ABSTRACTS

 

 

Abd-El-Khalick, Fouad

  University of Illinois - Urbana-Champaign

 

ôAlternative Pathways to Teaching:

Quality Teachers versus Warm Bodies in Classroomsö

 

RECRUIT is an experimental alternative teacher certification program that aims to increase the number of secondary science and mathematics teachers from underrepresented populations in the profession. RECRUIT aims to achieve this end through fostering an alternative pathway to teaching that does not compromise the quality of preparing its participants. This paper explores RECRUITĺs theoretical framework and the approach undertaken to achieve its goals, which emphasizes: extensive collaboration between education and STEM faculty and school personnel; a support community aimed at providing a seamless transition from teacher preparation into teaching; an extended induction, support, and professional development period that extends beyond initial coursework and training; and advanced coursework that is pursued after participants have had an extended teaching experience, with the aim of helping them address advanced instructional outcomes, such as higher order and critical thinking skills, inquiry, and nature of science and mathematics.


Paper

 

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Abell, Sandra

  University of Missouri ľ Columbia

Boone, Bill

  Indiana University

Beilfuss, Meredith

  Indiana University

Arbaugh, Fran

  University of Missouri - Columbia

Lannin, John

  University of Missouri - Columbia

Volkmann, Mark

  University of Missouri - Columbia

Demir, Abdulkadir

  University of Missouri - Columbia

 

 

 

ôRecruiting Future Science and Mathematics Teachers in Alternative

Certification Programs:  Strategies Tried and Lessons Learnedö

 

SMAR2T:  Science and Mathematics Academy for the Recruitment and Retention of Teachers, is a STEMTP project for the alternative certification of mathematics and science teachers.   The project is currently recruiting its second cohort of students for two different routes to post baccalaureate teacher certification for teaching grades 5-12.  Because our recruitment efforts did not meet our target numbers for the first cohort, we decided to examine our recruitment strategies and their effects.  We discuss strategies used to recruit for the first SMAR2T cohort and the outcomes of those strategies, as well as the intentional and unintentional gatekeepers into our program.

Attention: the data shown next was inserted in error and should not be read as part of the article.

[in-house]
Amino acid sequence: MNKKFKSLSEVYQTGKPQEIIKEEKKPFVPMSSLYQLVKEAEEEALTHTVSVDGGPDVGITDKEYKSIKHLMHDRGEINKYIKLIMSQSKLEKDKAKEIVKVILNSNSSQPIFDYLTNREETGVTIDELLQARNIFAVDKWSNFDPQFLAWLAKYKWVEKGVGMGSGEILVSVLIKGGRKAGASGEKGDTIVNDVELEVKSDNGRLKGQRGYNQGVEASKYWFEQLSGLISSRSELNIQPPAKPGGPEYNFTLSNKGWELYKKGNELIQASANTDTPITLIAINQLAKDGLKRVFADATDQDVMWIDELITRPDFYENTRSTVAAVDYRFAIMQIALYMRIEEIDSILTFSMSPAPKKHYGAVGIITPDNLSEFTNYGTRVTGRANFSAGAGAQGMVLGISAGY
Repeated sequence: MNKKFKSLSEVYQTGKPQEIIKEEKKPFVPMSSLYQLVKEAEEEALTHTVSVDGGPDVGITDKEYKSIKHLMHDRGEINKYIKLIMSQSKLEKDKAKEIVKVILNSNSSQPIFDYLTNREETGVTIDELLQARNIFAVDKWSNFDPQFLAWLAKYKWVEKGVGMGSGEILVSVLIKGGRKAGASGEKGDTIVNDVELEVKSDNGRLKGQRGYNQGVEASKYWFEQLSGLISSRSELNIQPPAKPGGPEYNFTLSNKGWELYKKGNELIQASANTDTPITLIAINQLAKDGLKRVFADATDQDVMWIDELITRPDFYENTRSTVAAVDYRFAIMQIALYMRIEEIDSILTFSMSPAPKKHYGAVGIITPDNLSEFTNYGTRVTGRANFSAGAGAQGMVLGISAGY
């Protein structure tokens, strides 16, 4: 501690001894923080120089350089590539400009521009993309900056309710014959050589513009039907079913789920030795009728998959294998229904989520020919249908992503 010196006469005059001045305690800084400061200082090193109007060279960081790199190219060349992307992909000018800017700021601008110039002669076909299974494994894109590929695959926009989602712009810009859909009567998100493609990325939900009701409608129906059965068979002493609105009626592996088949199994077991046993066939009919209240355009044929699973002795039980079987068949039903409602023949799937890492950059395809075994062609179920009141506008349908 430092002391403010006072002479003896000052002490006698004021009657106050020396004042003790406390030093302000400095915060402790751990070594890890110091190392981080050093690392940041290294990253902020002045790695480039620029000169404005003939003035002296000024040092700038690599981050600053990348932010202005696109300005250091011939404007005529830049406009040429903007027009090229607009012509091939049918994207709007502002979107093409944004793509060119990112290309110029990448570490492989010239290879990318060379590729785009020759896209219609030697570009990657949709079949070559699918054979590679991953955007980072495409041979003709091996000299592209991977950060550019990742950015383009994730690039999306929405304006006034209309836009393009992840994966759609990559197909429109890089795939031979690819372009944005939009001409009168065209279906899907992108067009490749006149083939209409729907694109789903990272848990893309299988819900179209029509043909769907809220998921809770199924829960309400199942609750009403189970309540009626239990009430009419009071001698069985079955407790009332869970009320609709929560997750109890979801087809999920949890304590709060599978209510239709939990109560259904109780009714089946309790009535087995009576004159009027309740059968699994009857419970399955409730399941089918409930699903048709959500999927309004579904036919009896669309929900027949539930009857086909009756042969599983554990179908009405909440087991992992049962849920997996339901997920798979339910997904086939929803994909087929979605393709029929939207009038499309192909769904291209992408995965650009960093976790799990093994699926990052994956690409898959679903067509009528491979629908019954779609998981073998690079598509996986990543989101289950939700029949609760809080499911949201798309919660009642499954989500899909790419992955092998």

Paper

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Allman, Elizabeth S.

  University of Southern Maine

 

ôLessons from Four Years in a Joint Position in

Mathematics and Mathematics Educationö

 

In fall 2000, I started in a joint position in the Departments of Mathematics and

Teacher Education at the University of Southern Maine (USM).  This position was created as part of an NSF funded CETP grant "Maine Mathematics and Science Teaching Excellence Collaborative" (MMSTEC).  My position was created to serve as a "bridge" between two colleges at USM, the College of Education and the College of Arts and Sciences, and one important aspect of my job is to improve 7-12 mathematics education offerings at USM and in southern Maine more generally. Unfortunately, my position has been plagued with many difficulties and troubles.  Some of these are perhaps due to the particular make-up of USM, and some are due more generally to the nature of a joint position spanning colleges.  In this talk, I will try to outline my experience in a joint position and my understanding of the nature of the problems.

 

Paper

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Andrews, David M.

  California State University ľ Fresno

Oliver, Michael

  FCEPT Evaluator

Vesenka, James

  University of New England

 

ôImplications of Modeling Method Training on Physics Teacher Development

 in Californiaĺs Central Valleyö

 

FCEPT is aimed at recruiting and training outstanding math and science teachers for K-12 teaching positions in Californiaĺs Central Valley. This multifaceted collaborative has held a summer physics modeling workshop for the past four years, similar to Arizona State Universityĺs modeling program. Results from two summers worth of interviews and assessments indicate improved teacher comprehension of physics content as well as enthusiastic support from the participants in the modeling approach. Lastly, follow-up interviews with teachers have indicated that modeling instruction has greatly influenced their teaching styles and that they find their students more attentive and enthusiastic participants in their classrooms.


Paper

 

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Bay-Williams, Jennifer M.

  Kansas State University

Shroyer, Gail

  Kansas State University

Hancock, Melisa

  Kansas State University

Scott, Michael

  Kansas State University

Bennett, Andy

  Kansas State University

 

ôThe Amoeba of Simultaneous Renewal and the Residue it Leaves Behindö

 

This session will provide an opportunity to interactively discuss a K-16 simultaneous renewal model involving mathematicians, mathematics educators, and K-12 mathematics teachers.  This renewal model is based on an analysis of K-16 teaching and learning and K-12 mathematics achievement.  We will share professional development, action research, assessment strategies, and other collaborative projects, which emerged from the needs of partners. Success stories will be shared and the lasting impact of a K-16 simultaneous reform model will be discussed.


Paper

 

 

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Berger, Joseph B.

  University of Massachusetts

 

ôDefeating the Many-Headed Monster: Strategies for Effective

Comprehensive Program Evaluationö